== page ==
Mineral Elements Micro Trace

Thyroid Factor

The Natural Thyroid Diet

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Xin Gen Lei

Cornell University, Ithaca, New York, U.S.A. Hong Yang

ADM Alliance Nutrition, Inc., Quincy, Illinois, U.S.A.

INTRODUCTION

Trace minerals are so named because they exist in the body at concentrations of <0.001% and animals require them in diets at <100 mg/kg of feed. Up to the early 1950s, only six trace elements (iron, iodine, copper, manganese, zinc, and cobalt) were identified as nutritionally essential. In 1957, selenium was added to the list. At present, another eight elements including boron, chromium, lithium, molybdenum, nickel, silicon, tin, and vanadium are considered occasionally beneficial or conditionally essential. Six elements including aluminum, arsenic, cadmium, fluorine, lead, and mercury are considered essentially toxic.[2] There is controversy as to whether elements such as arsenic and fluorine should also be classified as conditionally essential or simply as toxic. However, it is clear that copper, iodine, iron, manganese, selenium, and zinc are absolutely essential to domestic animals, and have the most practical significance. Cobalt is required by all species as a constituent of vitamin B12. The chemical properties, major functions, deficiency and toxicity symptoms, requirements, maximal tolerable levels, and sources of seven trace elements are summarized in Table 1.

GENERAL FUNCTIONS

The best characterized and probably the most important function of trace elements is their catalytic roles in enzyme and hormone systems. As presented in Table 1, these elements serve as: 1) integral components of metalloenzymes such as copper, zinc, and manganese in superoxide dismutases or selenium in glutathione perox-idase; 2) activators or inhibitors of certain enzymes; and 3) structure components of hormones or their complexes such as iodine in thyroid hormones and zinc in insulin. Certain trace elements are essential components of metabolically important compounds such as iron in hemoglobin and cobalt in vitamin B12. Although trace elements, similar to the macro ones, are normally detectable in bone and other organs or tissues, it is unclear whether they have any structural or electrolytic essentiality other than the aforementioned biocatalyst roles. In addition, a number of elements have been shown to be important for body immune functions, but their mechanism remains to be elucidated.

DOSE-DEPENDENT RESPONSES AND METABOLISM

Unlike other nutrients, trace elements cannot be generated in the body by de novo synthesis. Animals need to regularly ingest them from their diets or they may deplete their body store and develop deficiency (Table 1). Homeostatic regulations of trace elements in animals are largely unclear, but probably occur mainly through absorption. Specific metal transporters such as divalent metal transporter-I have been characterized. Meanwhile, urine, skin, hair, and breath also contribute to the loss of certain elements. The nutrient requirements of trace minerals by animals define the lower limits of dietary adequacy. These requirements are established by relating responses of specific biochemical indicators, growth or performance, and health to graded levels of dietary mineral concentrations. Deficiency occurs when trace element levels in diets are lower than required and animals do not receive nonoral supplementation. In contrast, excessive minerals in diets cause toxicity. The toxic levels of individual elements appear to be highly variable, ranging between 10 and 1500 times of the recommended adequate levels.[4] For some elements, dietary levels between the adequate and the toxic levels may have pharmacological effects. A good example is that high levels of copper (125 250 mg/kg of diet as sulfate) or zinc (up to 3000 mg/kg of diet as oxide) have been shown to promote growth and to help control gut pathogens. However, their effects are not additive in diets for weanling pigs,[5] and there are environmental concerns associated with such high dietary levels of metals.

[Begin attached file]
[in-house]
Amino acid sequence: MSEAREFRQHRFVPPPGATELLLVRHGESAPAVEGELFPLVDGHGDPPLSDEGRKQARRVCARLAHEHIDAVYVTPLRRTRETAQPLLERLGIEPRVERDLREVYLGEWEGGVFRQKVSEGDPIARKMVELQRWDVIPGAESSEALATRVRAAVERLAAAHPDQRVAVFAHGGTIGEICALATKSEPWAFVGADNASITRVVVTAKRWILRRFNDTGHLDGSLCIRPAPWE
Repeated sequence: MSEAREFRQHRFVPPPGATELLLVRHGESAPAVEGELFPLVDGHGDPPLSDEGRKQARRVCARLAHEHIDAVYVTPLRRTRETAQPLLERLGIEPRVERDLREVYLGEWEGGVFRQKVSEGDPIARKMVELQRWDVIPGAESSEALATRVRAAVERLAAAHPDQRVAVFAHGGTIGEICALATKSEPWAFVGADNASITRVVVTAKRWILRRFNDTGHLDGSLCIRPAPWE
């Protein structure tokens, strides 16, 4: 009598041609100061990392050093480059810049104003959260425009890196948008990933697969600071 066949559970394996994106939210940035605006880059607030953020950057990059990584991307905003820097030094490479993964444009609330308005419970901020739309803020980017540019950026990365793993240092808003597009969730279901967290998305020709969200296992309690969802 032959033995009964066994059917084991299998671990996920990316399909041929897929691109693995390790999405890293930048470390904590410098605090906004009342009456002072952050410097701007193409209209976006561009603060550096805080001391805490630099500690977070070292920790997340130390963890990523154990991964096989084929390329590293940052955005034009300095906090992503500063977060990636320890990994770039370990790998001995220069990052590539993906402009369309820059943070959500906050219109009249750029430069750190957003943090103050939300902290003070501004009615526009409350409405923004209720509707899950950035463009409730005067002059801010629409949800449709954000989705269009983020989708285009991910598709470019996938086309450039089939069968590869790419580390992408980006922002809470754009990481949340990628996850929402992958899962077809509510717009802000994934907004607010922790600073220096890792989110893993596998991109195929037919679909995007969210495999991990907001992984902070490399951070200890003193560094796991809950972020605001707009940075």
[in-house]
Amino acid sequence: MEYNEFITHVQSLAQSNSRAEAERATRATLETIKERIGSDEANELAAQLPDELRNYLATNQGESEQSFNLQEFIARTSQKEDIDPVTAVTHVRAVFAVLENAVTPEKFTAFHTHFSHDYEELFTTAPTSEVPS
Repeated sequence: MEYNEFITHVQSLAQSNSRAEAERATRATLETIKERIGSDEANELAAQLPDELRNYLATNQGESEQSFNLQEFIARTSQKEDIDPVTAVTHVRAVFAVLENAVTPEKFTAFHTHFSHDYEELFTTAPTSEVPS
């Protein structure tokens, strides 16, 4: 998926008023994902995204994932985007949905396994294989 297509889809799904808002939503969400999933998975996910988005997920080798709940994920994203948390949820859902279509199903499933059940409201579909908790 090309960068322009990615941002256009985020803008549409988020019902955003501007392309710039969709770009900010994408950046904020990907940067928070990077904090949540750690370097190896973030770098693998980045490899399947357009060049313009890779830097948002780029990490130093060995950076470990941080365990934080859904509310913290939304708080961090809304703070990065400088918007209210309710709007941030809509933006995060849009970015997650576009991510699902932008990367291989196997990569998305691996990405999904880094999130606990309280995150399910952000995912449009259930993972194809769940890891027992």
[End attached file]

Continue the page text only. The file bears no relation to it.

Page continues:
Table 1 Chemical and nutritional properties of practically important trace elements

Cobalt

Copper

Iodine

Iron

Atomic

27

29

53

26

number

Atomic

58.9

63.5

126.9

55.9

weight

Major

A cofactor of

A component of

A component of

A component of

functions

vitamin B12j

metalloenzymes

thyroid hormones,

hemoglobin,

involved in

(cytochrome C

involved in

myoglobin,

one-carbon

oxidase, lysyl

regulation of

cytochromes, and

unit metabolism

oxidase, superoxide

metabolic rate,

enzymes

dismutase,

protein synthesis,

(catalase, etc.),

tyrosinase, etc.),

reproduction,

involved in oxygen

involved in cellular

and mental

and electron

respiration,

development

transport and

cross-linking of

peroxide breakdown

connective tissues,

pigmentation,

integrity

of central nervous

system, immune

function,

reproduction,

and lipid

metabolism

Typical

Similar to

Anemia, anoxia,

Goiter, myxedema,

Anemia,

deficiency

vitamin B12

ataxia, aortic

impaired

poor growth,

signs

deficiency:

rupture,

reproduction,

pallor, rough

anemia, lack

bone disorders,

postnatal mortality,

hair coat, anoxia,

of appetite,

depigmentation,

growth retardation,

fatty liver, and

poor growth,

loss of appetite

and integument

enlarged heart

wasting away

disorders

and spleen,

loss of appetite

54.9

Manganese

Selenium

Zinc

54.9

79.0

A component of pyruvate carboxylase, superoxide dismutase, and glycosylamino transferases, involved in lipid and carbohydrate metabolism, cartilage development, blood clotting, antioxidation, reproduction and immune functions

A component of at least 15 enzymes such as glutathione peroxidase, involved in protecting biological membranes, proteins, and lipids from oxidative degeneration; important for thyroid hormone metabolism and reproduction; closely linked to vitamin E function

Skeletal abnormalities, perosis (chicks), ataxia, reproductive disorders, poor growth and appetite

White muscle disease (ruminants), exudative diathesis and pancreatic atrophy (chicks); liver necrosis and mulberry heart disease (pigs)

30 65.4

A component of >200 enzymes involved in DNA synthesis, nucleic acid, protein, lipid, carbohydrate, and vitamin metabolism; interact with insulin and other hormones; specific effect on gene expression, appetite, and skin and wound healing; essential for growth, reproduction, and immune functions

Abrupt loss of appetite and growth, parakeratosis, skeletal and reproductive disorders, reduced thymus weight

Toxicity

Anorexia, growth depression, emaciation, anemia, hyper-

chromemia, and debility